The Friends Meetinghouse at McNabb, Illinois
Pamela Timme, Oak Park Monthly Meeting
Geography 101: There is a synergy between people and place.
They build and shape each other.
Their atoms mix, their breath blends;
traditions construct space, form permeates soul.
The old meetinghouse, unadorned, complete,
rests in calm strength on the prairie.
We all feel its radiating peace,
serenity in wood and stone.
Is it possible for the communing of generations
to soak into the walls?
Can a place become a portal
through which elemental magic
bubbles up like spring water?
Quakers are taught to be wary
of outward distractions,
of distinctions between earth and sky.
Windows are unstained,
air is unscented,
But surely it is more than a trick of architecture or setting,
this gift we discern.
We respond with love and sweat equity,
repairing foundations and replacing beams
that termites have turned to lace.
I walk up the steps, cross the wide porch,
and open the screen door,
taking care not to let it slam.
Inside, I join the quiet circle,
facing the center.
Around me I see blue jeans and sundresses,
above me the curve of the high ceiling
overlaid with fan-shaped brush-strokes,
white on white.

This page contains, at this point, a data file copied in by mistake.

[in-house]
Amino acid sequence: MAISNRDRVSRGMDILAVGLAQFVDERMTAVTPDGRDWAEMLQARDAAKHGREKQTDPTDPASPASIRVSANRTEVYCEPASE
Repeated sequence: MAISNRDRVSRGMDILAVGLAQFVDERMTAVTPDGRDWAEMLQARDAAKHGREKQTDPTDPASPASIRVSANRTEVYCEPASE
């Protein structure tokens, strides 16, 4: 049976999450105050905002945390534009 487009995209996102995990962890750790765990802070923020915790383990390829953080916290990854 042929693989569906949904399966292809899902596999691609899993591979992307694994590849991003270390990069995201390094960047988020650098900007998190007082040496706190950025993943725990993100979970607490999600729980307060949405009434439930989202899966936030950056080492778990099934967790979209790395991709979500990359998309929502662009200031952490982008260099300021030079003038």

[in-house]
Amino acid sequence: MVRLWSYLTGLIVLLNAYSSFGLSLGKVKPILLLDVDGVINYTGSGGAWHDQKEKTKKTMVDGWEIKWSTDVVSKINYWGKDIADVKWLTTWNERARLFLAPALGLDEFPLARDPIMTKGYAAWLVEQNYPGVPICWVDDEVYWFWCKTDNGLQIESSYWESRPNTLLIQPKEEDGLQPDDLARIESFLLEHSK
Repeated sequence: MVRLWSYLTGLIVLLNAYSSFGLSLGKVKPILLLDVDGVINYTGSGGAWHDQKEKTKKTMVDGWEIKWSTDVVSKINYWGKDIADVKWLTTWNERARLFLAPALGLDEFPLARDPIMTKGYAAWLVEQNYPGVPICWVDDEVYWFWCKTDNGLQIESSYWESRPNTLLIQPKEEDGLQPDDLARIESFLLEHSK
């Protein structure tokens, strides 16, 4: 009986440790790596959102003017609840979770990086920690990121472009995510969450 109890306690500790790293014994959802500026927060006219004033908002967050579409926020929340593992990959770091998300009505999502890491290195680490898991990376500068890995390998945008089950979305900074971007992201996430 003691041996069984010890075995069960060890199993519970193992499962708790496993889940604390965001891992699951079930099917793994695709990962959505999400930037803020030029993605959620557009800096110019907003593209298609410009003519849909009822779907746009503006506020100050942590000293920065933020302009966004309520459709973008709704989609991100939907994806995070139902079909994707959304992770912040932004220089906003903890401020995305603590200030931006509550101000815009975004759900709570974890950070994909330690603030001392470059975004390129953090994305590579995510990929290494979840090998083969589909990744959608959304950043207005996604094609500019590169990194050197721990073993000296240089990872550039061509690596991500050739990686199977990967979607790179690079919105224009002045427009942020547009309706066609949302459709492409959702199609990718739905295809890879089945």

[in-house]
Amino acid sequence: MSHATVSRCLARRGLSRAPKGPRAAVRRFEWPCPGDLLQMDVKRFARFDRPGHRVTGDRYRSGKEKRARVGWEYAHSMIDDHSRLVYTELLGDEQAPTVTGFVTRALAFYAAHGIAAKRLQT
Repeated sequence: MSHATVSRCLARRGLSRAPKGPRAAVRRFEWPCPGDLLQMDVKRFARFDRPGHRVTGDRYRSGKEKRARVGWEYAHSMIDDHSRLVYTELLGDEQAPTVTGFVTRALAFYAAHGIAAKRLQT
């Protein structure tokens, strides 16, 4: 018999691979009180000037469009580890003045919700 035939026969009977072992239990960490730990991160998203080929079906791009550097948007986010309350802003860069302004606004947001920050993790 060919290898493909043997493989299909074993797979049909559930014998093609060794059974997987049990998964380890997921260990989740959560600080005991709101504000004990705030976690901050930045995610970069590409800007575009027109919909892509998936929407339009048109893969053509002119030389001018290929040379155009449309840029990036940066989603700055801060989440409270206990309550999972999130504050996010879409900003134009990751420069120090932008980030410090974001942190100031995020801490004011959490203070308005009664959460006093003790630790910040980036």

Through the gauzy curtains that frame the tall windows
the cornfields gently swell.
A breath of breeze touches my cheek.
We sink down
to find a deep pool
or a leading
or a river of energy
A Friend speaks.
Others remain silent.
We all pull together,
individual spokes seeking the center
to turn the outer wheel.
At rise of meeting we shake hands and smile
and go our separate ways, with useful intention,
carrying the connection with us.
Driving from Chicago down to McNabb
is to go from gray to green,
from jangle to birdsong,
from grit to balm.
The way opens, once I choose to go.
It unfurls from my front door
to the expressway
to the interstate
to the county road.
It runs through all the little towns (population 300)
to the last crossroad,
and then to the grassy turnoff into the campground
under the black walnut trees.
I get out of the car, stretch my legs,
and look across the road to the sweep of lawn
with its contingent of Frisbee players,
and then past the lawn to the old white frame meetinghouse,
its porch and doors open in welcome,
serene in the late afternoon sun,
and I know I have come home.